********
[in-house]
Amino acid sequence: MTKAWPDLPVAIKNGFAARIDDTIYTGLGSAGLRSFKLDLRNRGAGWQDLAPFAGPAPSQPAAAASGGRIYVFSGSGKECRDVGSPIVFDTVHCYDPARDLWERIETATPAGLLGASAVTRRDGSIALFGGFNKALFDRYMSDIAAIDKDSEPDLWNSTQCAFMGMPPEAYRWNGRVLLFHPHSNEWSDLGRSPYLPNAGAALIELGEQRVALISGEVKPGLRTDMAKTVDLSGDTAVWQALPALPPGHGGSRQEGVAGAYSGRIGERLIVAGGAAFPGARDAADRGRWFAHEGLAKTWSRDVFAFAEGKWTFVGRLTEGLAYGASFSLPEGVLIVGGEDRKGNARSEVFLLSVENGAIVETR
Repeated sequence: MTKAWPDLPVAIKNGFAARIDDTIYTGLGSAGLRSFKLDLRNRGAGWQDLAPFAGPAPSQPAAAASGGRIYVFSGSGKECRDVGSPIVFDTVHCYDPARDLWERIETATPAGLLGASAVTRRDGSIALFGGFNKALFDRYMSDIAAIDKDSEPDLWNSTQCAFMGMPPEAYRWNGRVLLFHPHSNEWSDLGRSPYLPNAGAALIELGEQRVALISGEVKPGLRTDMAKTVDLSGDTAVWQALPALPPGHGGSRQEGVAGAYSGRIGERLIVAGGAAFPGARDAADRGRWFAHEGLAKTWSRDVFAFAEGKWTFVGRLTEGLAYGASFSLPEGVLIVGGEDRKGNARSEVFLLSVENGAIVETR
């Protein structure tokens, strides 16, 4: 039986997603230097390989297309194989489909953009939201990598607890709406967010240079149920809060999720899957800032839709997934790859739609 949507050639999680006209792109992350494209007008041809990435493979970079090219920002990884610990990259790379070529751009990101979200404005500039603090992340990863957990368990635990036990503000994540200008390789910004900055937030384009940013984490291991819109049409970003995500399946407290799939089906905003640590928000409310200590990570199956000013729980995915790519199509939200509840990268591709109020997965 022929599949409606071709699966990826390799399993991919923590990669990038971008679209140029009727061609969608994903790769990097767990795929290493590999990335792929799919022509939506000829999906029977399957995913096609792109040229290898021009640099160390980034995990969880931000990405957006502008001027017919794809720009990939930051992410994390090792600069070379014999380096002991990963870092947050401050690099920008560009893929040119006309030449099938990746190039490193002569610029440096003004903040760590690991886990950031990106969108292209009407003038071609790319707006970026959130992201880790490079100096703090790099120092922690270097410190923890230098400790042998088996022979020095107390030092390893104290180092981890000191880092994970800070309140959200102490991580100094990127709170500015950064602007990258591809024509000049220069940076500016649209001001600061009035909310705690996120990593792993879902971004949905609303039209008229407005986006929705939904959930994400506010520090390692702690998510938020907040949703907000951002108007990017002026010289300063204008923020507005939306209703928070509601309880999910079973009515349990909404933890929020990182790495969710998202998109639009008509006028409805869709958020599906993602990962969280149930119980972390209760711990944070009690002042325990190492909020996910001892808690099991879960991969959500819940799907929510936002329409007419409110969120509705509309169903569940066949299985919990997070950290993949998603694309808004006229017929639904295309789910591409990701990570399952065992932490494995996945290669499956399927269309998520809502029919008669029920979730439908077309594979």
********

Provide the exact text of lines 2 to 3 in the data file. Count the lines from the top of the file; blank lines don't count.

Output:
Amino acid sequence: MTKAWPDLPVAIKNGFAARIDDTIYTGLGSAGLRSFKLDLRNRGAGWQDLAPFAGPAPSQPAAAASGGRIYVFSGSGKECRDVGSPIVFDTVHCYDPARDLWERIETATPAGLLGASAVTRRDGSIALFGGFNKALFDRYMSDIAAIDKDSEPDLWNSTQCAFMGMPPEAYRWNGRVLLFHPHSNEWSDLGRSPYLPNAGAALIELGEQRVALISGEVKPGLRTDMAKTVDLSGDTAVWQALPALPPGHGGSRQEGVAGAYSGRIGERLIVAGGAAFPGARDAADRGRWFAHEGLAKTWSRDVFAFAEGKWTFVGRLTEGLAYGASFSLPEGVLIVGGEDRKGNARSEVFLLSVENGAIVETR
Repeated sequence: MTKAWPDLPVAIKNGFAARIDDTIYTGLGSAGLRSFKLDLRNRGAGWQDLAPFAGPAPSQPAAAASGGRIYVFSGSGKECRDVGSPIVFDTVHCYDPARDLWERIETATPAGLLGASAVTRRDGSIALFGGFNKALFDRYMSDIAAIDKDSEPDLWNSTQCAFMGMPPEAYRWNGRVLLFHPHSNEWSDLGRSPYLPNAGAALIELGEQRVALISGEVKPGLRTDMAKTVDLSGDTAVWQALPALPPGHGGSRQEGVAGAYSGRIGERLIVAGGAAFPGARDAADRGRWFAHEGLAKTWSRDVFAFAEGKWTFVGRLTEGLAYGASFSLPEGVLIVGGEDRKGNARSEVFLLSVENGAIVETR